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In the wake of
the U.S. Supreme Court's June ruling, throwing wide the door to wholesale
privatization of public education in the United States, Jonathan Kozol's
Savage Inequalities re-emerges as required reading for everyone
concerned with urban schools and the meaning of citizenship. The 1991
classic presents a clear and principled argument in defense of inherent
human value and democratic principles, against which are arrayed the
enduring forces of racism, and corporatism in full rampage.
The urban educational
landscape explored by Kozol in his two-year journey, beginning in
1988, is familiar to the contemporary reader. To an educator born,
schooled and currently working in the inner city, Kozol's account
feels almost painfully intimate. Yet, despite the horrors chronicled,
the book serves as a call to action rather than despair.
was the norm in the 30 cities and neighborhoods Kozol visited, an
enforced regime of deprivation and near-total societal rejection.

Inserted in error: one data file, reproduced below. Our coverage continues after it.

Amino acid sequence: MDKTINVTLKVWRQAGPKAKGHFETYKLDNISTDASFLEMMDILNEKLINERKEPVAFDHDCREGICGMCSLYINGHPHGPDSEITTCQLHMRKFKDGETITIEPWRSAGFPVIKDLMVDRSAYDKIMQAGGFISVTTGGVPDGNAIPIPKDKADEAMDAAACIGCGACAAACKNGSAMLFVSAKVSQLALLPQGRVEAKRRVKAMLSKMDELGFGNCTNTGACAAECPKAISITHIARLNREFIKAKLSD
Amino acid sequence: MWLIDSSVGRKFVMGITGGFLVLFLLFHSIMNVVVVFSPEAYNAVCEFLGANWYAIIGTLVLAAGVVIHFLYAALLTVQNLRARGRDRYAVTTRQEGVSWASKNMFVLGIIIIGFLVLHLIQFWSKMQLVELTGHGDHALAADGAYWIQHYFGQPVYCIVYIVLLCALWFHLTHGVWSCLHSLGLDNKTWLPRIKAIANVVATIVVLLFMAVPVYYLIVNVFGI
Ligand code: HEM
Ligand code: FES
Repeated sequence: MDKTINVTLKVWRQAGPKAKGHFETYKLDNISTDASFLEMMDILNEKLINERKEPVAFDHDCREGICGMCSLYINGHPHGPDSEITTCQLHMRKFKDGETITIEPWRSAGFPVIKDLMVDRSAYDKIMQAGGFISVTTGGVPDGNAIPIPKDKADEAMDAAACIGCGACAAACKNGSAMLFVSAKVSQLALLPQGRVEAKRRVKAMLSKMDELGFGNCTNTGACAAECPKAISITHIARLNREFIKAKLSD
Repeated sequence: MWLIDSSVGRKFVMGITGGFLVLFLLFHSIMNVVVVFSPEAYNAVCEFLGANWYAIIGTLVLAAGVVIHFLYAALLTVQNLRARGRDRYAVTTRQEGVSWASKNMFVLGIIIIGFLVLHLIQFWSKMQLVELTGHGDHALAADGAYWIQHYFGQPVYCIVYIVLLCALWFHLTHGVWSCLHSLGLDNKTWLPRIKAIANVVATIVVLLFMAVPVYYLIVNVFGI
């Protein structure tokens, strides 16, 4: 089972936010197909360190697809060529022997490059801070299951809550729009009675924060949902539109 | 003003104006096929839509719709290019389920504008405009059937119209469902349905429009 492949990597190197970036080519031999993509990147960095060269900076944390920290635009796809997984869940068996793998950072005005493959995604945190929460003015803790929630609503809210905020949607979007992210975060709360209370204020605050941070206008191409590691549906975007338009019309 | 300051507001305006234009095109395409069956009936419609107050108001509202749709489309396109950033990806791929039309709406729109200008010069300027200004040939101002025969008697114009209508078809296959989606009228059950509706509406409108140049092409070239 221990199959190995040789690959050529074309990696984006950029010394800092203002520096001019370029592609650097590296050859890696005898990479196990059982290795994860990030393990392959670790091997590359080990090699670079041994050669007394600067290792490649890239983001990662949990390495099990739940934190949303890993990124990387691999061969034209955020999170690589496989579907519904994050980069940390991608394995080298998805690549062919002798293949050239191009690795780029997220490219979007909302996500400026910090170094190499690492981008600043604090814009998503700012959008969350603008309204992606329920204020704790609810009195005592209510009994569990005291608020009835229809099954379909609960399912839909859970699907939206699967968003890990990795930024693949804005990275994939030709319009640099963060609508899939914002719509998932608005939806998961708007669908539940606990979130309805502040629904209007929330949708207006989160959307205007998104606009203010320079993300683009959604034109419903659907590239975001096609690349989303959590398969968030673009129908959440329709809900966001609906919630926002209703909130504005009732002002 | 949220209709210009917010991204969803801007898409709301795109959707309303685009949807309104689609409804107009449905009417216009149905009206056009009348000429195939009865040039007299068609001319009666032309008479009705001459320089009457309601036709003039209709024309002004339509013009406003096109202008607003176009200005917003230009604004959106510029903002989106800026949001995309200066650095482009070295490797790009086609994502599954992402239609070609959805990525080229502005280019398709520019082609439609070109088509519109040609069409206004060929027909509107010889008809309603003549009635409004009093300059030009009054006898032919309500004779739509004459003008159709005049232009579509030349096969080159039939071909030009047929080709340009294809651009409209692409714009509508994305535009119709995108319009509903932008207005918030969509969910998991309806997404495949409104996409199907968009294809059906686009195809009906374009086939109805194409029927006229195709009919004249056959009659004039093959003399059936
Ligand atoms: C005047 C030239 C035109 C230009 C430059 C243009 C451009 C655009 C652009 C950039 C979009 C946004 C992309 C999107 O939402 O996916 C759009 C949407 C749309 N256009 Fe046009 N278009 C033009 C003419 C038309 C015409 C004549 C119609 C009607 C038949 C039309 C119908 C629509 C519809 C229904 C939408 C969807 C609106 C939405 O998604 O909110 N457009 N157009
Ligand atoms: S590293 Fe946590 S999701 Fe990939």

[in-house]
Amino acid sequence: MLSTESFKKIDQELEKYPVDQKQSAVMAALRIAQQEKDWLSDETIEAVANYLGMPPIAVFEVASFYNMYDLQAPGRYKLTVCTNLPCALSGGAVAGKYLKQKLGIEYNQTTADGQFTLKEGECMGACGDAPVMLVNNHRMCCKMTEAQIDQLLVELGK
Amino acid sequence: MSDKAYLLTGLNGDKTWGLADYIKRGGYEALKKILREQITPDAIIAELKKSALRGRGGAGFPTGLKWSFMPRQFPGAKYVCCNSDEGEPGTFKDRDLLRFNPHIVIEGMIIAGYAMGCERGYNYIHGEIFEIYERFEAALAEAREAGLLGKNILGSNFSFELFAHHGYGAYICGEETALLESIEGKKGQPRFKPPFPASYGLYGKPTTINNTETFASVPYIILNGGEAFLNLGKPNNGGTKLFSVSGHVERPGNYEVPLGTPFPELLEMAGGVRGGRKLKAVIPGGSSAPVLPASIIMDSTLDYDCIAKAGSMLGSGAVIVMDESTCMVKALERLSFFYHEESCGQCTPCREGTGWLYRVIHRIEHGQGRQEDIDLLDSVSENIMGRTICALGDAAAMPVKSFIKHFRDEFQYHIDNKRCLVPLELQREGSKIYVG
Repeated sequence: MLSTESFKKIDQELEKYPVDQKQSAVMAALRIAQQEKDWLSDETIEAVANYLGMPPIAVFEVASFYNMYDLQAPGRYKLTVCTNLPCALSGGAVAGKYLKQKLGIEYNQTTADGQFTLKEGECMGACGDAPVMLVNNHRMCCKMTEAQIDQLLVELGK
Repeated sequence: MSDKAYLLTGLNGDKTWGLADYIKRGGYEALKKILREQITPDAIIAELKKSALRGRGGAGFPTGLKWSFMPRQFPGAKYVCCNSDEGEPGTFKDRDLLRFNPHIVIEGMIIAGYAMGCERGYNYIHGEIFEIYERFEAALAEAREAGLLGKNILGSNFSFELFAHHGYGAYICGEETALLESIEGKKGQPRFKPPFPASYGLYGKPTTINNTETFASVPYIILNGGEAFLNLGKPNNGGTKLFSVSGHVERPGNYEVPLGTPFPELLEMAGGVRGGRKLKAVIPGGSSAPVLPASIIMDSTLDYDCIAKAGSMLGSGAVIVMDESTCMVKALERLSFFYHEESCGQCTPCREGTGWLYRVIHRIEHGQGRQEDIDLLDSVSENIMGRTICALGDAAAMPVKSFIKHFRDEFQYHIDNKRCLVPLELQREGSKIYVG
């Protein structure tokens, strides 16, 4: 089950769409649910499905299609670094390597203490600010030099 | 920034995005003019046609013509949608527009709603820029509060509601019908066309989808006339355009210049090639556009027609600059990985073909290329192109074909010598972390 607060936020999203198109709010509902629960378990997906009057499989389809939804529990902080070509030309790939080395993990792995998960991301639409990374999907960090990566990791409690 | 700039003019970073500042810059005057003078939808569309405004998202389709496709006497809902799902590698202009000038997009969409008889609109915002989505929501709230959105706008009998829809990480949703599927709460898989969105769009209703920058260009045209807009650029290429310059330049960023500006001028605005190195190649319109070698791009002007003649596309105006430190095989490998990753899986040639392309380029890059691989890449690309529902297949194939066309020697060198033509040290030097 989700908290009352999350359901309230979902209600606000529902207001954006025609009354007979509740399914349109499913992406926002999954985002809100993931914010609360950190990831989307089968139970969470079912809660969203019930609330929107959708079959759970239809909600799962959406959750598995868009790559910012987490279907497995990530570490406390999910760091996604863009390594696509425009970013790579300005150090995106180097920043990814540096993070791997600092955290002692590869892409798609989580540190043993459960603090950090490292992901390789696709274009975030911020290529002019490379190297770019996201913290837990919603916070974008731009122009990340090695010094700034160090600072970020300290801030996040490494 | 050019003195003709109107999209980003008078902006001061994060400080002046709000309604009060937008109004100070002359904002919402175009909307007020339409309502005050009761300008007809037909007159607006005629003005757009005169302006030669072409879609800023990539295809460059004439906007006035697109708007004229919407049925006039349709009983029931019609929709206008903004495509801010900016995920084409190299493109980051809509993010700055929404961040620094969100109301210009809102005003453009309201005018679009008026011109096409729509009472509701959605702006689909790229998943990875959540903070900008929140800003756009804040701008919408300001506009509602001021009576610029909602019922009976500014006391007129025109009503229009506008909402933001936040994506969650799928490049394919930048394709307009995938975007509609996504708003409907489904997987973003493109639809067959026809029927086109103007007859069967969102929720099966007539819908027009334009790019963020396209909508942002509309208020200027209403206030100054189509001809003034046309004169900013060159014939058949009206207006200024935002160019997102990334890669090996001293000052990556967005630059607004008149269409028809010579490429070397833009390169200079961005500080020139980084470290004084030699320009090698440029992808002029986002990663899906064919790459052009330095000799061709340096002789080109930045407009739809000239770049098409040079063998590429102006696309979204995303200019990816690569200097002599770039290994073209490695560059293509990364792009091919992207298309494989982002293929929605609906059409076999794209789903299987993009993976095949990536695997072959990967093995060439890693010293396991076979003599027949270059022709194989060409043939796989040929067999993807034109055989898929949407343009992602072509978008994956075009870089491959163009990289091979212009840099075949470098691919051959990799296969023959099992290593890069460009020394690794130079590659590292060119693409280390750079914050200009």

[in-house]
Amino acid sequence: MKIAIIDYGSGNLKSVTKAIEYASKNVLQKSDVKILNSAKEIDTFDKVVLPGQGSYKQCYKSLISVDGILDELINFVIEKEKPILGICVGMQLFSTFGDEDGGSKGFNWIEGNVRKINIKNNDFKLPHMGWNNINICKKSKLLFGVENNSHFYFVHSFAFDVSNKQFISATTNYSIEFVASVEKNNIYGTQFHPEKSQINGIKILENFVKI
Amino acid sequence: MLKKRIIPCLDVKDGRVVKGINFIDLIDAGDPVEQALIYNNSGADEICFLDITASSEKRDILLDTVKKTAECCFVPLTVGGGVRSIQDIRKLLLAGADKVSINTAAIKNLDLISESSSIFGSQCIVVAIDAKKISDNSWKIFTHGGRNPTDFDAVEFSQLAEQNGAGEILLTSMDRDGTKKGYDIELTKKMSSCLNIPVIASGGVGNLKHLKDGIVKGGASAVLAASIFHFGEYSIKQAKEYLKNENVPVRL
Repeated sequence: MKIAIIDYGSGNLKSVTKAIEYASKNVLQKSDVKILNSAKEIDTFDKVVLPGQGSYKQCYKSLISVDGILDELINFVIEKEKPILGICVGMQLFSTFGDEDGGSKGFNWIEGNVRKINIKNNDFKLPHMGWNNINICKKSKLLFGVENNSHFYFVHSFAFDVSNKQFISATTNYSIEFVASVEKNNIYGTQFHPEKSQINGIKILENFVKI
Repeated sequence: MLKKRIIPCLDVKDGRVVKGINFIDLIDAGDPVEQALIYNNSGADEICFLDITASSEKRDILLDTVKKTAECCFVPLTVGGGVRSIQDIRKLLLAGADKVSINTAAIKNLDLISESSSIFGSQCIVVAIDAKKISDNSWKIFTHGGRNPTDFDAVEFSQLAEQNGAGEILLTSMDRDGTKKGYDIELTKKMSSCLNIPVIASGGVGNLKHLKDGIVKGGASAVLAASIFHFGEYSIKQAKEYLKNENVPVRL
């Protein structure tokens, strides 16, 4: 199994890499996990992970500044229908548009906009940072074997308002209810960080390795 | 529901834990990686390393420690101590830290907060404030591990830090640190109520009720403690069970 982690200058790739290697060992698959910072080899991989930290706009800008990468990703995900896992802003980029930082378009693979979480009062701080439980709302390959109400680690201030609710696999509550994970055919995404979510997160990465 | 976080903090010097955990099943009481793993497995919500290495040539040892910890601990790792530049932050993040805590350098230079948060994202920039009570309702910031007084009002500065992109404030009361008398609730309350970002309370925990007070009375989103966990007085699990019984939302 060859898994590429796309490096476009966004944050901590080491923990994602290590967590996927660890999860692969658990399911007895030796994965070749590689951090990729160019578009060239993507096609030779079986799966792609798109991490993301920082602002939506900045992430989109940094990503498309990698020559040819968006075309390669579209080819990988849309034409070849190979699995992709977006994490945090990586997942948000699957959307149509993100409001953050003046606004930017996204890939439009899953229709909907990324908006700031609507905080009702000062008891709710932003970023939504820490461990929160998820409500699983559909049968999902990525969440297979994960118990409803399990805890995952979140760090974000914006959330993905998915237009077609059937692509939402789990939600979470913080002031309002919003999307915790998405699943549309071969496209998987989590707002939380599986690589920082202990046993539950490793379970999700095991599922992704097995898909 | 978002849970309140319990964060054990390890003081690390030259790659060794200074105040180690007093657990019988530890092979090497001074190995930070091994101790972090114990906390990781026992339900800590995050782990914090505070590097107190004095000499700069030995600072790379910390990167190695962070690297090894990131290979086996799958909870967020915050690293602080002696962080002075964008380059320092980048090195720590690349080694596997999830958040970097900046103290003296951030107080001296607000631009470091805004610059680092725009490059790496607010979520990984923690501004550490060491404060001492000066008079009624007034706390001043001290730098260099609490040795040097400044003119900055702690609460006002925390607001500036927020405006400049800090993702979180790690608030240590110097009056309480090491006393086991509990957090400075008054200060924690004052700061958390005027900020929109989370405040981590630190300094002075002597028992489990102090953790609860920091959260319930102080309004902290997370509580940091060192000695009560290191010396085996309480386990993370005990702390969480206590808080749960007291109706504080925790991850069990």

Local particularities seem as only minor variations on the America-wide,
systemic assault on dark and poor children.
Jim Crow in
all but name
Kozol had not taught in the inner city since the mid-Sixties. He is
struck by an over-arching reality: the ideal of classroom integration
has been murdered and buried. "The struggle being waged today,
where there is any struggle being waged at all," he wrote in
1991, "is closer to the one that was addressed in 1896 Plessy
v. Ferguson, in which the court accepted segregated institutions
for black people, stipulating only that they must be equal to those
open to white people." Kozol concludes that, "In public
schooling, social policy has been turned back almost a hundred years."
Thurgood Marshall and the rest of the NAACP-led team that triumphed
in the 1954 Brown v. Board of Education decision, were aware
that African American isolation in segregated classrooms facilitated
systemic under-funding of Jim Crow schools. Integration would change
that, they reasoned. As a number of civil rights veterans have subsequently
admitted, they were unprepared for the waves of white northern parental
flight and massive, all but uniform suburban resistance to equity
in funding for the nonwhite student populations that remained in the
When Kozol begins his journey, the first George Bush is President,
integration is a fading ghost of a dream, and urban public education